Breaking the Cycle of Addiction in Remote Northern Territory

April 19, 2017

The 4th Australian and New Zealand Addiction Conference is on next month at the Mantra on View Hotel, Gold Coast over the 15th – 17th May.

Mr Frank Campbell, Indigenous Health Project Officer at AMSANT joins us next month to discuss ‘Breaking the Cycle of Addiction in Remote to Urban Indigenous Communities in the Northern Territory’.

Mr Frank Campbell  will deliver a presentation about changing the conversations we have, breaking the transgenerational and epigenetic cycles of addiction. Equipping our children and communities with the knowledge and skills to go without. To pause on the urges and delay our reactions through; goals setting, visualisation and forward thinking. Providing and embedding progressive relevant real life skills, cultural grounding and career profiling in our education systems.

Working in Aboriginal Community Controlled Health, on projects such as Care Coordination of Chronic Disease and Tackling Indigenous Smoking. AOD & SEWB programs in regions and remote areas of low socio-economic backgrounds with contributing social determinants in health.

In recent, times the commonly known addictions most harmful to Indigenous communities through chronic diseases and higher mortality rates, are considered to be alcohol, tobacco, other drugs and sugar. However, with the introduction and roll out of remote internet on mobile devices there is now trending addictive dangers suggested to extend to online gambling, gaming and social media, causing other dysfunctional and social problems for individuals and the community.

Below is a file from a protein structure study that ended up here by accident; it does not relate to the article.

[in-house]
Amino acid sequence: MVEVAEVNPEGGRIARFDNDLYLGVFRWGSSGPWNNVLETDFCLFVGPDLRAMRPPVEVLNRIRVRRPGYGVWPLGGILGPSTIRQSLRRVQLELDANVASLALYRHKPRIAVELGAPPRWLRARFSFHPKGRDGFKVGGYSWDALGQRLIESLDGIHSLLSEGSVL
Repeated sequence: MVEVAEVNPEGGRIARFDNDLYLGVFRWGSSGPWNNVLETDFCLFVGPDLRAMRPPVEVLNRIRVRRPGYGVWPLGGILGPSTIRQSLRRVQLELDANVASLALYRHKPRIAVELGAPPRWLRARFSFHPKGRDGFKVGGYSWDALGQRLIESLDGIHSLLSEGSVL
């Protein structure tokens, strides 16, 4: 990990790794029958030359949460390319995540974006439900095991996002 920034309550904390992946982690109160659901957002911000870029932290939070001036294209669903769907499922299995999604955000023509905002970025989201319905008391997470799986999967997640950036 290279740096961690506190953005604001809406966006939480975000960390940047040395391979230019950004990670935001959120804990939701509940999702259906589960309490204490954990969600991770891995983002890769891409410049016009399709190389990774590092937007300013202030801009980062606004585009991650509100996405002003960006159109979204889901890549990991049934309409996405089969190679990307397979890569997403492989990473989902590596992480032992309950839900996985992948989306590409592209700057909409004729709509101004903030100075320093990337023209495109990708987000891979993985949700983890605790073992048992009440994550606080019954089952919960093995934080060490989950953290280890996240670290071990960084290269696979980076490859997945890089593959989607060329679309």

The idea of breaking the cycle, is about taking personal responsibility for our own health and our families health; providing community input and support, mentor partnerships with local heroes and champions with a grass roots approach to practical policy development on the fight against harmful addictions.

Providing early childhood development, education and planning for parents, and children throughout schooling in a culturally appropriate progressive approach. Upskilling and providing the best foundations possible to reduce if not stop addictive behaviour throughout early intervention, and thorough individual screening and profiling for roles in our communities best suited to such.

For more information on the upcoming 2017 Australian and New Zealand Addiction Conference and to secure your spot, please visit


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